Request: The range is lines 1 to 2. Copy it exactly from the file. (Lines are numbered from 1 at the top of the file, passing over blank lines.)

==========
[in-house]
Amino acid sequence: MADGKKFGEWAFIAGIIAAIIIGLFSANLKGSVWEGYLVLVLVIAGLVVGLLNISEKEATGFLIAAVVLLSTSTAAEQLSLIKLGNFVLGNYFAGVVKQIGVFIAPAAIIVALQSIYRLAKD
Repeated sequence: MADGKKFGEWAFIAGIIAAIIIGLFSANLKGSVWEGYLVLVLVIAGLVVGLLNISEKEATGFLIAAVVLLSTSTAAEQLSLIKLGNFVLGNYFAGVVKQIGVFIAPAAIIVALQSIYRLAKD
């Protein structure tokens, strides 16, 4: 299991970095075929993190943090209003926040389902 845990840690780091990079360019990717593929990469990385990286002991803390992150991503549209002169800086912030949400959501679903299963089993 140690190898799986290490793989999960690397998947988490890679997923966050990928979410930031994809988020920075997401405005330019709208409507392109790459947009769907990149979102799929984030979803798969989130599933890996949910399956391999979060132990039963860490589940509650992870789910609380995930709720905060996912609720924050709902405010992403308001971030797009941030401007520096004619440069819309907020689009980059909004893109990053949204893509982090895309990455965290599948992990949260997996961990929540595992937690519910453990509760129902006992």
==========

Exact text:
[in-house]
Amino acid sequence: MADGKKFGEWAFIAGIIAAIIIGLFSANLKGSVWEGYLVLVLVIAGLVVGLLNISEKEATGFLIAAVVLLSTSTAAEQLSLIKLGNFVLGNYFAGVVKQIGVFIAPAAIIVALQSIYRLAKD